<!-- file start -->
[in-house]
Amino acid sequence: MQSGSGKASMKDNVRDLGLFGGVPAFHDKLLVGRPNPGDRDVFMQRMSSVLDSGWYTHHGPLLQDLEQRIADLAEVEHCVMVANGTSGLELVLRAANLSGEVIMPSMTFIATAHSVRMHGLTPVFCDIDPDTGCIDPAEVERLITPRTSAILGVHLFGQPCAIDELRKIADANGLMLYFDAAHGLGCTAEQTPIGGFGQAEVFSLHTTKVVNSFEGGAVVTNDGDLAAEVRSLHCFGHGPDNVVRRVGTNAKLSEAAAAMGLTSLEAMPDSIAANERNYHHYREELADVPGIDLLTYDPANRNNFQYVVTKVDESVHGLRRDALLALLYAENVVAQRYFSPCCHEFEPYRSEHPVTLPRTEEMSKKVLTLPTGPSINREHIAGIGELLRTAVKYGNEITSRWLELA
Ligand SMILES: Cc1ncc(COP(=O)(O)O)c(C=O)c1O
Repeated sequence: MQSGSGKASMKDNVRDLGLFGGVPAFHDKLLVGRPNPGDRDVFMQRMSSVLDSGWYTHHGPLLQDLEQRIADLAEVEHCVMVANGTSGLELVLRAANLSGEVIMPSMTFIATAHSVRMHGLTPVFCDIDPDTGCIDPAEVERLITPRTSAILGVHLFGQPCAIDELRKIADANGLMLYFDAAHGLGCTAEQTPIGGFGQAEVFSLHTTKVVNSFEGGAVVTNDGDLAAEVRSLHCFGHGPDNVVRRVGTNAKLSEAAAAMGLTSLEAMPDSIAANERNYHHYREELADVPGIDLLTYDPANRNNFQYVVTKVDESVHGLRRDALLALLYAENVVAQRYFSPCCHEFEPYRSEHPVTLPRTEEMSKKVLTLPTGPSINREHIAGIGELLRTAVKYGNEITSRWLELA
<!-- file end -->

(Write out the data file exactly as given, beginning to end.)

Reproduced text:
[in-house]
Amino acid sequence: MQSGSGKASMKDNVRDLGLFGGVPAFHDKLLVGRPNPGDRDVFMQRMSSVLDSGWYTHHGPLLQDLEQRIADLAEVEHCVMVANGTSGLELVLRAANLSGEVIMPSMTFIATAHSVRMHGLTPVFCDIDPDTGCIDPAEVERLITPRTSAILGVHLFGQPCAIDELRKIADANGLMLYFDAAHGLGCTAEQTPIGGFGQAEVFSLHTTKVVNSFEGGAVVTNDGDLAAEVRSLHCFGHGPDNVVRRVGTNAKLSEAAAAMGLTSLEAMPDSIAANERNYHHYREELADVPGIDLLTYDPANRNNFQYVVTKVDESVHGLRRDALLALLYAENVVAQRYFSPCCHEFEPYRSEHPVTLPRTEEMSKKVLTLPTGPSINREHIAGIGELLRTAVKYGNEITSRWLELA
Ligand SMILES: Cc1ncc(COP(=O)(O)O)c(C=O)c1O
Repeated sequence: MQSGSGKASMKDNVRDLGLFGGVPAFHDKLLVGRPNPGDRDVFMQRMSSVLDSGWYTHHGPLLQDLEQRIADLAEVEHCVMVANGTSGLELVLRAANLSGEVIMPSMTFIATAHSVRMHGLTPVFCDIDPDTGCIDPAEVERLITPRTSAILGVHLFGQPCAIDELRKIADANGLMLYFDAAHGLGCTAEQTPIGGFGQAEVFSLHTTKVVNSFEGGAVVTNDGDLAAEVRSLHCFGHGPDNVVRRVGTNAKLSEAAAAMGLTSLEAMPDSIAANERNYHHYREELADVPGIDLLTYDPANRNNFQYVVTKVDESVHGLRRDALLALLYAENVVAQRYFSPCCHEFEPYRSEHPVTLPRTEEMSKKVLTLPTGPSINREHIAGIGELLRTAVKYGNEITSRWLELA